Departamento de
Traducción e Interpretación


Tema:   Pedagogía. Signos. Interpretación. Internet.
Autor:   Ehrlich-Martin, Suzanne
Año:   2006
Título:   A Case Study of an American Sign Language Course Taught via Videoconferencing
Lugar:   Cincinnati (Ohio)
Editorial/Revista:   University of Cincinnati
Páginas:   122
Idioma:   Inglés.
Tipo:   Tesis.
Disponibilidad:   Acceso abierto.
Índice:   1. Overview of the Study; 2. Literature Review; 3. Methodology; 4. Findings; 5. Discussion.
Resumen:   This case study used a mixed-method approach to analyze students' perceptions of their ability to learn American Sign Language in a videoconferencing- based course and investigated the instructor as a factor which influenced their perceptions of learning American Sign Language in a videoconferencing environment. Individual and focus-group interviews were conducted and triangulated with pre-course and post-course surveys, instructor interviews, and observational data. The course was delivered to students in one on-campus classroom and two connecting off-campus sites.
Nine students were present in the on-campus classroom; two students attended at one off-campus site and one at the other. A total of twelve students and one instructor participated in the study. Most students were enrolled part-time. All were students in a sign language interpreting programme and enrolled as either juniors or seniors at a small urban community college.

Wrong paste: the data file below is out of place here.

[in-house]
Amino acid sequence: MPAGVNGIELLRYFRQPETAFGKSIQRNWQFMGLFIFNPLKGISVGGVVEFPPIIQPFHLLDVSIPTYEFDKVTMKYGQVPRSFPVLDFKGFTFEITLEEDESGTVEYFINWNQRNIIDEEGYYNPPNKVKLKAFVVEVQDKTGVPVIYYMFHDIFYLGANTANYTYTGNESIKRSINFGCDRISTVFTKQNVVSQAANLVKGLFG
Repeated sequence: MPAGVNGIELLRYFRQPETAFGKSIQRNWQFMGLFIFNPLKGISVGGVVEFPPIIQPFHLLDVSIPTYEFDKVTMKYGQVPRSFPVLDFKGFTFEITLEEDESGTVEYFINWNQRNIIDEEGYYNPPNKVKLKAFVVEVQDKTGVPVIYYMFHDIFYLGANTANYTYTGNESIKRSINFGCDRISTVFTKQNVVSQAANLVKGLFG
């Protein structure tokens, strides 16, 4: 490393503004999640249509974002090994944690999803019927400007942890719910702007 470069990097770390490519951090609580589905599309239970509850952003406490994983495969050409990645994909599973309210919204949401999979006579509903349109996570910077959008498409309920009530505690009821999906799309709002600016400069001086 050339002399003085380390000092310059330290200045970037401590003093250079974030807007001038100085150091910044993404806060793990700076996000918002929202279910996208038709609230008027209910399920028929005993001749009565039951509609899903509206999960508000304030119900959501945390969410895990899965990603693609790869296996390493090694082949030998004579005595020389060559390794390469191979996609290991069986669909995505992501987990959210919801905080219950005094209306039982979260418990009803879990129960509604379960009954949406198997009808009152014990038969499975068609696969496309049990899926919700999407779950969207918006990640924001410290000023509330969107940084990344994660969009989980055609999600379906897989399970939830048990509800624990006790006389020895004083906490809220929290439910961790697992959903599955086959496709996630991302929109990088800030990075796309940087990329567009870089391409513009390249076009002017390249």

Students who participated in this study indicated two principal factors which negatively influenced their perceptions of learning American Sign Language via videoconferencing: (1) problems related to interaction and (2) technical difficulties. This study also discusses a number of other factors which influenced students' perceptions. The study found that the inadequate technology, along with the primarily teacher-centred style of teaching, the absence of appropriate turn-taking and conversational strategies, and insufficient visual presence negatively influenced students' perceptions of their ability to learn American Sign Language in a videoconferencing setting. The central findings are supported using Moore's Theory of Transactional Distance. [Source: Author]
2001-2021 Universidad de Alicante DOI: 10.14198/bitra
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